The programming code in Therac-20 was based on the code of Therac-6. All three machines had the PDP-11 computer installed. The previous models didn’t require it, as they were designed as stand-alone devices. The radiotherapy technician set up various options manually, including the position of the rotating disk to configure the operating mode of the machine.
The Therac-6 and 20 hardware locking mechanisms did not allow the operator to do something dangerous, say, choose a high power electron beam without the x-ray targets.
In the Therac-25 the hardware protection has been removed and the security functions were all given to software. Gradual but inconsistent implementation of improvements in software have led to fatal mistakes. From June 1985 till January 1987 this machine caused six radiation overdoses, some patients got the doses of several thousand rads (a typical therapeutic radiation dose is up to 200 rads, 1000 rads is a lethal dose). At least two died directly from the radiation overdoses.
In the Therac-25 software there were found at least four errors that could lead to overexposure to radiation.
During the investigation it became clear that the software was tested with a minimum number of tests on the simulator, but the majority of time the system was tested as a whole. Thus, the module testing was disregarded, and only integration testing was done.
I think that now you will probably agree that the price of an error is sometimes intolerably high.
When in doubts – trust the program.
A programmer can improve the coding skills, can become a real professional. But even in this case, the error cannot be excluded. The examples provided above show that “trusting to luck” is dangerous, that’s why programmers act as cautiously as possible: use a large number of methods and tools helping to control the code quality. One of the tools of this direction is static analysis. These tools help to detect a lot of errors in the source code of the programs written in various programming languages. Tools of this kind analyze the code and generate a report, that helps a programmer find and eliminate the errors.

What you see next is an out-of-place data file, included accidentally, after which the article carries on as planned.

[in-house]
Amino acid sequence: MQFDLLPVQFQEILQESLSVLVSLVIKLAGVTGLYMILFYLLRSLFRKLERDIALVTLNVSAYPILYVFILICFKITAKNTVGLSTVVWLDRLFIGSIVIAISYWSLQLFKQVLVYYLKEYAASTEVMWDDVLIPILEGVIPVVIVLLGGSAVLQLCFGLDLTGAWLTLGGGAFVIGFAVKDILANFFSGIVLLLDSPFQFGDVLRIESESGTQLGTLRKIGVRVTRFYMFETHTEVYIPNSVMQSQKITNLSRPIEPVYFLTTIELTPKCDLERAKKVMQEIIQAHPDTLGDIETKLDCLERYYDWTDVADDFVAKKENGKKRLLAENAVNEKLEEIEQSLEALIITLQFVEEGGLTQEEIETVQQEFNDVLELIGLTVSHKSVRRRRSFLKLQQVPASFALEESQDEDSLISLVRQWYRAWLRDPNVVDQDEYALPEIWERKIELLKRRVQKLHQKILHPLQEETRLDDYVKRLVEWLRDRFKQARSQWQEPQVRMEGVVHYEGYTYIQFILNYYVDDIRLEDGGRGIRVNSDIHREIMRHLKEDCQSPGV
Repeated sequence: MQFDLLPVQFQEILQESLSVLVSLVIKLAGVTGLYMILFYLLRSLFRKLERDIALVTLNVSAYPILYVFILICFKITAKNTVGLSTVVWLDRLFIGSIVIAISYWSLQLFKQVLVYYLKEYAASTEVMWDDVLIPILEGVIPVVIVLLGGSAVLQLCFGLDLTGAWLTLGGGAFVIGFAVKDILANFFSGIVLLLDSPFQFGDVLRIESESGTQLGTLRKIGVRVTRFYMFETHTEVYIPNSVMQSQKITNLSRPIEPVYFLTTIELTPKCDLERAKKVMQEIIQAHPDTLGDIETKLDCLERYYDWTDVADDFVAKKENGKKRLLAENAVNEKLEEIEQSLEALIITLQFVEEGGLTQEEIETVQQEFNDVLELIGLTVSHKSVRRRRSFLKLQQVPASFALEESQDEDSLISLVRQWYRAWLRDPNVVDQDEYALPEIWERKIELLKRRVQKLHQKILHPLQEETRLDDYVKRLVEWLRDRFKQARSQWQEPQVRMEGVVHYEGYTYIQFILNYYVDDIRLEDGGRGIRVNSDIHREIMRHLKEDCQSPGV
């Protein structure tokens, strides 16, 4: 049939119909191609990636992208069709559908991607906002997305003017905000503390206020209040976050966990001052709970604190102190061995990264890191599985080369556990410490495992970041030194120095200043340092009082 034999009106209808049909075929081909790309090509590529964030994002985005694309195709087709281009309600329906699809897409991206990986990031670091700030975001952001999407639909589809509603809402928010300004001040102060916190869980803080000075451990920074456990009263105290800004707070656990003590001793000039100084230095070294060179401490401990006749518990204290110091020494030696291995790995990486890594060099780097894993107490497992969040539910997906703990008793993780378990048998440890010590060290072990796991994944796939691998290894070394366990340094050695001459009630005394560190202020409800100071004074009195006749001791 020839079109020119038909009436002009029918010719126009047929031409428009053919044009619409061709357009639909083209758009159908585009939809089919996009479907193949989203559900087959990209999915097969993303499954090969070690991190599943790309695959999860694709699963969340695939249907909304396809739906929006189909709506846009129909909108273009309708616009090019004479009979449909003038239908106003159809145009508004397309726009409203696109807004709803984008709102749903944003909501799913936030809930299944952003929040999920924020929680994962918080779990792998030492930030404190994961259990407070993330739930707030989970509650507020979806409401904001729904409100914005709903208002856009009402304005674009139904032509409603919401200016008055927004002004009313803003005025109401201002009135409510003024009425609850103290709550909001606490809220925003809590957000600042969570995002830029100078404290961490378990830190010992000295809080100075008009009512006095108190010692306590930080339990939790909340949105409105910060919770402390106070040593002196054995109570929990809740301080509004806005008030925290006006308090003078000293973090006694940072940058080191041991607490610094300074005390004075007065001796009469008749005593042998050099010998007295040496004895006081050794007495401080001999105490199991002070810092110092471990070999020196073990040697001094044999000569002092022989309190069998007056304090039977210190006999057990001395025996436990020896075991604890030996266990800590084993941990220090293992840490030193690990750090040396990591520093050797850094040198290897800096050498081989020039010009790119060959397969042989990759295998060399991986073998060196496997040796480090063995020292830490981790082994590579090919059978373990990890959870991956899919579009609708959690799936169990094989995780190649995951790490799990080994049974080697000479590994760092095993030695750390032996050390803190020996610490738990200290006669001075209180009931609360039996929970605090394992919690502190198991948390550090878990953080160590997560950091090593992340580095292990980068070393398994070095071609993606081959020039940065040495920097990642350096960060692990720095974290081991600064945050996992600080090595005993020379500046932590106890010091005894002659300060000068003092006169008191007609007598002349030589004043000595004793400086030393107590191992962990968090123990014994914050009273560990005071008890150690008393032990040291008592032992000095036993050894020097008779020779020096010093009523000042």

The best way to show the benefits of such a product is to demonstrate its abilities by checking open-source projects. For example, there were already more than 10000 bugs detected with the help of PVS-Studio static analyzer. You may find them all here.
Yes, you can program without any additional help of the analyzers. You can check the code yourself, ask you colleagues to recheck your code. But do not forget that the programmer is just a human being, first and foremost. Using a static code analyzer to check the project isn’t a sign of unprofessionalism. On the contrary, it is the desire to make the results of our work maximumly close to the ideal. If the error is detected on the stage of the development, only you will know that it was there, otherwise your blunder can become a ground for an article “The dumbest bugs of the decade”.
You may find the full versions of the articles, the abstracts from which were used to write this one, here:
- “A space error: 370.000.000 $ for an integer overflow“
- “An Overview of Static Analyzers for C/C++ Code“
- “Killer Bug. Therac-25: Quick-and-Dirty“
By Anastasia Zubkova